As a historian (and archivist to boot), I a) love footnotes and b) shudder and cringe at the thought of people throwing away drafts of entire novels, but of course I can’t stand at folks’ desks and scold them.

  16. erin on #

    I’ve been thinking about the start-over-again method for awhile now, and the idea’s starting to grow on me. I really like the structure and the characters in my last novel, and big chunks of the dialogue, but most of the other prose is sort of icky. I’m not very good at editing my own stuff; I think I’m too afraid to make any radical changes.

    PS – Justine, the bit with the cat in Magic or Madness – creepiest, scariest thing I’ve ever come across in literature. Creepier even than baby-Voldemort in Goblet of Fire.

  17. Kristen Painter on #

    Just found your blog – just finished your book. Loved it. I’m (obviously) new to your work and M or M was an awesome read. I look forward to reading more.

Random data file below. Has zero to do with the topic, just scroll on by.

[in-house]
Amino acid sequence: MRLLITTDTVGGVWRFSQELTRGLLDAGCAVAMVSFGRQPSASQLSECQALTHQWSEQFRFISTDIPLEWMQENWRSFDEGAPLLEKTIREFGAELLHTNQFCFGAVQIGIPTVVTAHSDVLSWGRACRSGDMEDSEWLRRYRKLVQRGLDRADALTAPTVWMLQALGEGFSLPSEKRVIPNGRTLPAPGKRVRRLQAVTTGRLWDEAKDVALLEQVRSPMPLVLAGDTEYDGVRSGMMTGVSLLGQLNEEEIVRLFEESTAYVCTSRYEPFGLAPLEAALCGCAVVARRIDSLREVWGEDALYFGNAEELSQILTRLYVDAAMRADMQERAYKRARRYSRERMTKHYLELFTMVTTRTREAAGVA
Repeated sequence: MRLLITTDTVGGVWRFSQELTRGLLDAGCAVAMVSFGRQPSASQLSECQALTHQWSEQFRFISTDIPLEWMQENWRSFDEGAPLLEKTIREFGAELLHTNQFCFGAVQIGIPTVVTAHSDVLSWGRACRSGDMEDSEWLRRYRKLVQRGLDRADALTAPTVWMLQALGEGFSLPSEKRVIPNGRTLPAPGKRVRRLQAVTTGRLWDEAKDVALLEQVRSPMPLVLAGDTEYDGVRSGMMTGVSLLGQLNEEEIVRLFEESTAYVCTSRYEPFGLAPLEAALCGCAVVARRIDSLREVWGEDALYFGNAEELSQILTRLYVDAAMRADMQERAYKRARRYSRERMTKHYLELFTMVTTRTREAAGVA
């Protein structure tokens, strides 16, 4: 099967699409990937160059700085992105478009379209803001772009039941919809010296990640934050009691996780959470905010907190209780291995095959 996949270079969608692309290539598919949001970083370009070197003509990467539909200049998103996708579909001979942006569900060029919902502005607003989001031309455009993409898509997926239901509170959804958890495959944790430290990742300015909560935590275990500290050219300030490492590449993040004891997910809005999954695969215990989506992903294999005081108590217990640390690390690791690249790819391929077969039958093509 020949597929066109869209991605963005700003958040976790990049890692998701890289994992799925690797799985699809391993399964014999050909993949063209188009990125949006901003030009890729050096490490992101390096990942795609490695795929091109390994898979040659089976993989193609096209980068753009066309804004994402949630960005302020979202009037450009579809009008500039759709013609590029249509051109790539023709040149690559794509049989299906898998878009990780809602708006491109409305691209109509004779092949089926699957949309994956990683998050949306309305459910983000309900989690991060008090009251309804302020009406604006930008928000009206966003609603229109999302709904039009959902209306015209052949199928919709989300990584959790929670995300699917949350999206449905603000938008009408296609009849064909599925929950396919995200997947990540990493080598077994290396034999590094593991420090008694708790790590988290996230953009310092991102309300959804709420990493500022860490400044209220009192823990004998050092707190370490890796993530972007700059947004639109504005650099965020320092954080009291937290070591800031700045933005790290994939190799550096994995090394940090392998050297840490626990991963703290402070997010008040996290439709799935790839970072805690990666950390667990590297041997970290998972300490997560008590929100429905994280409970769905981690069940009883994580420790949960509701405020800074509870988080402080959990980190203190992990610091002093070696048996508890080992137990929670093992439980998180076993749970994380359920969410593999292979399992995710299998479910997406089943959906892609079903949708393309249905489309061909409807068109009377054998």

And the whole throwing an entire first draft out scares the cats right out of me. Merciful Joseph! I can’t believe that actually happens!

  18. Dawn on #

    I couldn’t do that!!! I think all my writing is like a new, precious child…even if its horrible at first. Even babies aren’t cute all the time.

  19. hope on #

    excuse me. have you won the norton award yet? or did scott?

  20. Justine on #

    Wow, Scott bans me from the internet for a day just to make me, you know, actually work, and you lot go crazy commenting. Yay! So very pleasing.

    Thank you so much for all the kind words. It still blows me away that people read and like my books. *Blush*.

    And, yeah, I do think there’s something to Smith’s method. i’m totally going to try it for my short stories. If anyone else gives it a go—do please report back.

    Hope: The Norton Award won’t be announced till May. I’ll keep you posted. Honest!